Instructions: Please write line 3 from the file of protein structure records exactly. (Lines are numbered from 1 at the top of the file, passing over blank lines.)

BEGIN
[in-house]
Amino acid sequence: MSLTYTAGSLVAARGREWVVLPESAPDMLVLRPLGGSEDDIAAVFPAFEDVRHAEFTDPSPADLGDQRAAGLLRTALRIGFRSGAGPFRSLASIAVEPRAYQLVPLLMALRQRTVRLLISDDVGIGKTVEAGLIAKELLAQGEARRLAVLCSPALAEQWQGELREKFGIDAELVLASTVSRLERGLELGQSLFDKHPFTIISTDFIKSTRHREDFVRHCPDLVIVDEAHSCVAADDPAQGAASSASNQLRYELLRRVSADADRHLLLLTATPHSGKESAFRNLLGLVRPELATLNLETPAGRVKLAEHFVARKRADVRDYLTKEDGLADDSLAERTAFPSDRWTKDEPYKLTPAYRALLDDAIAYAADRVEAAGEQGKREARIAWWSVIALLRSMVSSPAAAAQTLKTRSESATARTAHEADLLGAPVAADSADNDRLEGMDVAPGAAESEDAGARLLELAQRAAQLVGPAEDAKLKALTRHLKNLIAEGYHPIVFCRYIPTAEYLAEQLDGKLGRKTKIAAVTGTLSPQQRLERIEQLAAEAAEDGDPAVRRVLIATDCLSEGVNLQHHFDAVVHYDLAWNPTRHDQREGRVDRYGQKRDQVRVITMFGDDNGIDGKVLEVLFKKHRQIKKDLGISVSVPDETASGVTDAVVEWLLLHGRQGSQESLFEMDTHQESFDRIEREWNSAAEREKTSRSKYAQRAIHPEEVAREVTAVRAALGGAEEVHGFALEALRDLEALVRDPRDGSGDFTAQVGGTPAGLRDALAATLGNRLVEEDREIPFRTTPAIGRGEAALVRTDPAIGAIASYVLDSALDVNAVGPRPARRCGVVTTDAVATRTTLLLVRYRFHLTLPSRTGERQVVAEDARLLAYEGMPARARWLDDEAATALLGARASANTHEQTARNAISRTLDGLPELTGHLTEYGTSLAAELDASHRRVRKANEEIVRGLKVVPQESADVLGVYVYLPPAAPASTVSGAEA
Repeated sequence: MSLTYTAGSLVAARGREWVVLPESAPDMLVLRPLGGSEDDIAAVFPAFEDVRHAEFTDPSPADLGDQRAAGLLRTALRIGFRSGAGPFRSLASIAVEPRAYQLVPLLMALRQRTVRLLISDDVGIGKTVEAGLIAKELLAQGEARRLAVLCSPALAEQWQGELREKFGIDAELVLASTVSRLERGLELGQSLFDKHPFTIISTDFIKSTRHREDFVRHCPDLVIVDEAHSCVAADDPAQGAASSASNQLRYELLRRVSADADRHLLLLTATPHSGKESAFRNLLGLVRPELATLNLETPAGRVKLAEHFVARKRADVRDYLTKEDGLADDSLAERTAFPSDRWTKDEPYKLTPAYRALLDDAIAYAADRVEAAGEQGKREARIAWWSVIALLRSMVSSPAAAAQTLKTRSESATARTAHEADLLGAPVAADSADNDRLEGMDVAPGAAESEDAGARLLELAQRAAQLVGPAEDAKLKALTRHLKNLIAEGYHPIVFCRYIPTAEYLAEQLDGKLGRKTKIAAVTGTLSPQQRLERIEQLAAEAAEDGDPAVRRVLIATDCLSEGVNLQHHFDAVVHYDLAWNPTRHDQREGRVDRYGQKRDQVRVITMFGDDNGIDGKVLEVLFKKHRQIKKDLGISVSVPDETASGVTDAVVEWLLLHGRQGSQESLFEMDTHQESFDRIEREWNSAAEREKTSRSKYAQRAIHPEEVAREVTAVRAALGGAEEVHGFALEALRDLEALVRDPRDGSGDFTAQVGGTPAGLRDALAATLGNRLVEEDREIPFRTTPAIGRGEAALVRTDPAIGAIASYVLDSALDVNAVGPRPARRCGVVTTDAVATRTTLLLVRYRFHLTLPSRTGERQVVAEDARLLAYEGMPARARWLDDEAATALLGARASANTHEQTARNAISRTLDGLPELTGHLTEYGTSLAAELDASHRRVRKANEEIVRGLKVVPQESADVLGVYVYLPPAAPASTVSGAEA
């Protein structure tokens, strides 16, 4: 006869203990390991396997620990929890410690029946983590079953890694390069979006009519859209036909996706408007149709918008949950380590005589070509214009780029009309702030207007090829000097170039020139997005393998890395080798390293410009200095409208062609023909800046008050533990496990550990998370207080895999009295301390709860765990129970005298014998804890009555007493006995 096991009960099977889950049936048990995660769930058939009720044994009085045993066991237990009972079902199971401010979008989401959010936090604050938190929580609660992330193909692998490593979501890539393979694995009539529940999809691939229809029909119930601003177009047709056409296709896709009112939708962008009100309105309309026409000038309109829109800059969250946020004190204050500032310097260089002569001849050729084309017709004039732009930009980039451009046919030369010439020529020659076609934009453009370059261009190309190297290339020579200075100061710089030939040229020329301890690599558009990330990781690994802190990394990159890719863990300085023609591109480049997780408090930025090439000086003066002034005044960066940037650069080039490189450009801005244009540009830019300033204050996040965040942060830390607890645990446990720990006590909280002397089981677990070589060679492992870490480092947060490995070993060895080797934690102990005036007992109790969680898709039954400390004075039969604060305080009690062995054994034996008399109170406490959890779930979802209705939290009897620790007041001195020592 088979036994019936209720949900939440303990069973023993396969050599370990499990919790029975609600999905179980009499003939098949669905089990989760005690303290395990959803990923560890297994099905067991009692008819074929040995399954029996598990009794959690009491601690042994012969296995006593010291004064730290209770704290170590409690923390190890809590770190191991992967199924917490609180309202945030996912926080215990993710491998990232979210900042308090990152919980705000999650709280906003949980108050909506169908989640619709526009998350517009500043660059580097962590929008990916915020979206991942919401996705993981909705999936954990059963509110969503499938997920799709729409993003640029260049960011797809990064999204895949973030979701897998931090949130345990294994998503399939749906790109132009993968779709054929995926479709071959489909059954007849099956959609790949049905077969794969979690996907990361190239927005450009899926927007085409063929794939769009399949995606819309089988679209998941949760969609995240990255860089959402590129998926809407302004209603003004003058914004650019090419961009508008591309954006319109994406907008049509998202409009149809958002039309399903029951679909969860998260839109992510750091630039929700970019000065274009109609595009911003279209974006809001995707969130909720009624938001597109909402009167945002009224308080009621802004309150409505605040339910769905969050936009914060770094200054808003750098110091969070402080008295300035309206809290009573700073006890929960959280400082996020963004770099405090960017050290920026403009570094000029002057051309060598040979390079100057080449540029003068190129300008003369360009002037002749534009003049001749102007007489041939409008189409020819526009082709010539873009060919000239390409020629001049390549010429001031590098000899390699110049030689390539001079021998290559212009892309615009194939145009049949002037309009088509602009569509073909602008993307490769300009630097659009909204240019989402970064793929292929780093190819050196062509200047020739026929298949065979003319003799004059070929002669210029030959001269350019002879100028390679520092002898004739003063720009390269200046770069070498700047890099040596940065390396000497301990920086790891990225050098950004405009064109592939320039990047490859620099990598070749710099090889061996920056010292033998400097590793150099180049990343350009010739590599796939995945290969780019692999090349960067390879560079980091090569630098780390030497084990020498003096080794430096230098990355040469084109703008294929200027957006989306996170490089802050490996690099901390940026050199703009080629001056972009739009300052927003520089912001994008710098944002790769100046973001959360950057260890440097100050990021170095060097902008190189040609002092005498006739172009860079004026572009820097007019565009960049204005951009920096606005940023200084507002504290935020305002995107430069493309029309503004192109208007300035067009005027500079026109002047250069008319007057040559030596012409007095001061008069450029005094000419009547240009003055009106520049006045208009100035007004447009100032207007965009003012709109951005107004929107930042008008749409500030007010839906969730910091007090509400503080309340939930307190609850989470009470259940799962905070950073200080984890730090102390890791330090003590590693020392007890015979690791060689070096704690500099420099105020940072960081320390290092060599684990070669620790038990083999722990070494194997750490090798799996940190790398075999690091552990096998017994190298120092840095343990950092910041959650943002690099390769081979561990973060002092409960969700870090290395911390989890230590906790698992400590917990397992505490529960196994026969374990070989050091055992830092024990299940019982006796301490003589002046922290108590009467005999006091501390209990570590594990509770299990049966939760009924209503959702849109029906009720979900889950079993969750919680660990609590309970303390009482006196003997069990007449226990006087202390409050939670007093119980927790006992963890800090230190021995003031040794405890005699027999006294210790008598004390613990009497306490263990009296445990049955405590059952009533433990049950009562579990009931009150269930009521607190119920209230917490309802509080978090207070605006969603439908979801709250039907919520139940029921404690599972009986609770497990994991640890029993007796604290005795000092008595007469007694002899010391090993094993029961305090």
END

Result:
Repeated sequence: MSLTYTAGSLVAARGREWVVLPESAPDMLVLRPLGGSEDDIAAVFPAFEDVRHAEFTDPSPADLGDQRAAGLLRTALRIGFRSGAGPFRSLASIAVEPRAYQLVPLLMALRQRTVRLLISDDVGIGKTVEAGLIAKELLAQGEARRLAVLCSPALAEQWQGELREKFGIDAELVLASTVSRLERGLELGQSLFDKHPFTIISTDFIKSTRHREDFVRHCPDLVIVDEAHSCVAADDPAQGAASSASNQLRYELLRRVSADADRHLLLLTATPHSGKESAFRNLLGLVRPELATLNLETPAGRVKLAEHFVARKRADVRDYLTKEDGLADDSLAERTAFPSDRWTKDEPYKLTPAYRALLDDAIAYAADRVEAAGEQGKREARIAWWSVIALLRSMVSSPAAAAQTLKTRSESATARTAHEADLLGAPVAADSADNDRLEGMDVAPGAAESEDAGARLLELAQRAAQLVGPAEDAKLKALTRHLKNLIAEGYHPIVFCRYIPTAEYLAEQLDGKLGRKTKIAAVTGTLSPQQRLERIEQLAAEAAEDGDPAVRRVLIATDCLSEGVNLQHHFDAVVHYDLAWNPTRHDQREGRVDRYGQKRDQVRVITMFGDDNGIDGKVLEVLFKKHRQIKKDLGISVSVPDETASGVTDAVVEWLLLHGRQGSQESLFEMDTHQESFDRIEREWNSAAEREKTSRSKYAQRAIHPEEVAREVTAVRAALGGAEEVHGFALEALRDLEALVRDPRDGSGDFTAQVGGTPAGLRDALAATLGNRLVEEDREIPFRTTPAIGRGEAALVRTDPAIGAIASYVLDSALDVNAVGPRPARRCGVVTTDAVATRTTLLLVRYRFHLTLPSRTGERQVVAEDARLLAYEGMPARARWLDDEAATALLGARASANTHEQTARNAISRTLDGLPELTGHLTEYGTSLAAELDASHRRVRKANEEIVRGLKVVPQESADVLGVYVYLPPAAPASTVSGAEA